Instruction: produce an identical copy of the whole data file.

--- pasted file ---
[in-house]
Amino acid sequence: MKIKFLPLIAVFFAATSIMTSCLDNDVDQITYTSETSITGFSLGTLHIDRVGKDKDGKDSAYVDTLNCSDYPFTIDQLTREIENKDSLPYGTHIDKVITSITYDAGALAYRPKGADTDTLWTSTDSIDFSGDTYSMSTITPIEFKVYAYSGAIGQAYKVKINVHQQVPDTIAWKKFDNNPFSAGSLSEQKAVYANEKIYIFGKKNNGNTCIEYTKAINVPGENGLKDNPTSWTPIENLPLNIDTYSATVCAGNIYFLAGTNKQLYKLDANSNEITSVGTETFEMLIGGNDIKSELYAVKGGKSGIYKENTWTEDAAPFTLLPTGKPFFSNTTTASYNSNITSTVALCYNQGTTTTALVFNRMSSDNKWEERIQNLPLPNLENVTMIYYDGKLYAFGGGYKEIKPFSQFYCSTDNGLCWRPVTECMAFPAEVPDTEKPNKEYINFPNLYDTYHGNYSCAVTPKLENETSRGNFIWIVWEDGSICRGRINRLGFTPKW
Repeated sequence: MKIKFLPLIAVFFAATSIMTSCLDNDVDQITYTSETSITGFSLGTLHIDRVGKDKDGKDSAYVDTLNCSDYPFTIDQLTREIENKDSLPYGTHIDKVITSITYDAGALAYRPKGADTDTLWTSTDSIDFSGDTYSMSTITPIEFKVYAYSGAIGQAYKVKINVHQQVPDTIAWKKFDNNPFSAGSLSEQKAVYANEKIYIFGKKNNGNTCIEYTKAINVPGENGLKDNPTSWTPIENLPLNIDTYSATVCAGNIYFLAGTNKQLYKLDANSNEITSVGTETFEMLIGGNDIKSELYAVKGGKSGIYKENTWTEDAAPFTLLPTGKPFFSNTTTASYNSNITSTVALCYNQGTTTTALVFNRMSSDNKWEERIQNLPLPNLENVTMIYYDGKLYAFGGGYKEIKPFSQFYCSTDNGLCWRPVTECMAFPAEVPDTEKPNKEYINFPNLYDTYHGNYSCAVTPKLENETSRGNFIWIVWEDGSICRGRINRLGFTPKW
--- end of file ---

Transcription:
[in-house]
Amino acid sequence: MKIKFLPLIAVFFAATSIMTSCLDNDVDQITYTSETSITGFSLGTLHIDRVGKDKDGKDSAYVDTLNCSDYPFTIDQLTREIENKDSLPYGTHIDKVITSITYDAGALAYRPKGADTDTLWTSTDSIDFSGDTYSMSTITPIEFKVYAYSGAIGQAYKVKINVHQQVPDTIAWKKFDNNPFSAGSLSEQKAVYANEKIYIFGKKNNGNTCIEYTKAINVPGENGLKDNPTSWTPIENLPLNIDTYSATVCAGNIYFLAGTNKQLYKLDANSNEITSVGTETFEMLIGGNDIKSELYAVKGGKSGIYKENTWTEDAAPFTLLPTGKPFFSNTTTASYNSNITSTVALCYNQGTTTTALVFNRMSSDNKWEERIQNLPLPNLENVTMIYYDGKLYAFGGGYKEIKPFSQFYCSTDNGLCWRPVTECMAFPAEVPDTEKPNKEYINFPNLYDTYHGNYSCAVTPKLENETSRGNFIWIVWEDGSICRGRINRLGFTPKW
Repeated sequence: MKIKFLPLIAVFFAATSIMTSCLDNDVDQITYTSETSITGFSLGTLHIDRVGKDKDGKDSAYVDTLNCSDYPFTIDQLTREIENKDSLPYGTHIDKVITSITYDAGALAYRPKGADTDTLWTSTDSIDFSGDTYSMSTITPIEFKVYAYSGAIGQAYKVKINVHQQVPDTIAWKKFDNNPFSAGSLSEQKAVYANEKIYIFGKKNNGNTCIEYTKAINVPGENGLKDNPTSWTPIENLPLNIDTYSATVCAGNIYFLAGTNKQLYKLDANSNEITSVGTETFEMLIGGNDIKSELYAVKGGKSGIYKENTWTEDAAPFTLLPTGKPFFSNTTTASYNSNITSTVALCYNQGTTTTALVFNRMSSDNKWEERIQNLPLPNLENVTMIYYDGKLYAFGGGYKEIKPFSQFYCSTDNGLCWRPVTECMAFPAEVPDTEKPNKEYINFPNLYDTYHGNYSCAVTPKLENETSRGNFIWIVWEDGSICRGRINRLGFTPKW